To evaluate the experience and attitudes of pregnant women towards influenza vaccination during pregnancy in South West Healthcare, Victoria, including acceptability, uptake and perceived risk, in order to identify the determinants to improve the influenza vaccination rate.
Methods: Self-reported cross-sectional survey conducted at South West Healthcare antenatal clinic, Warrnambool, Victoria. Pregnant women attending the South West Healthcare antenatal clinic during October 2019 to January 2020. Self-reported influenza vaccination rate prior to and during pregnancy, recommendations for vaccination and patient attitudes to the influenza vaccine.
Results:Of the 119 women who agreed to participate in the study, 113 completed the questionnaire (95%). The rate of antenatal vaccination during their current pregnancy was 55%. 68% of those who had not received the vaccine during pregnancy expressed willingness to be immunised. Women were 3.15 times (95% CI 1.3 – 7.3, p=0.007) more likely to receive the influenza vaccination antenatally if they had a recommendation from a healthcare professional (GP, obstetrician, midwife or pharmacist) or from the workplace.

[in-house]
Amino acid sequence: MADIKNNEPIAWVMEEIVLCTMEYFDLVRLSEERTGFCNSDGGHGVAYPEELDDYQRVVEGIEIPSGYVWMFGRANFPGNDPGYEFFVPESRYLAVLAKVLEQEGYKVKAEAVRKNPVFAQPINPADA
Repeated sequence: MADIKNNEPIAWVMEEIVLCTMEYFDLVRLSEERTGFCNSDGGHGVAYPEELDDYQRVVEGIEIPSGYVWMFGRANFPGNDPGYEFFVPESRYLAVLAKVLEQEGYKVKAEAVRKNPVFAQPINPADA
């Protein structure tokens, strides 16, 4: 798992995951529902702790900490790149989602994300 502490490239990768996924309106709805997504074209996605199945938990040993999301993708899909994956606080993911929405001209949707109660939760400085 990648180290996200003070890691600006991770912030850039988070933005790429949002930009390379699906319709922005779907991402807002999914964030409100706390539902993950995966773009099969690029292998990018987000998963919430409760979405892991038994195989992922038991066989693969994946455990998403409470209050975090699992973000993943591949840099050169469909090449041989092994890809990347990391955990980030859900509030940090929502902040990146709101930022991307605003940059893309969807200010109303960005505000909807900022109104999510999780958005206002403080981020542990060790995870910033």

Conclusions: Recommendation for the influenza vaccination during pregnancy by a variety of healthcare professionals is significantly associated with improved immunisation rates amongst pregnant women. Improved patient-centred education on the immuno-protective benefits and severe complications of infection for both mother and her newborn are required to improve antenatal vaccination rates.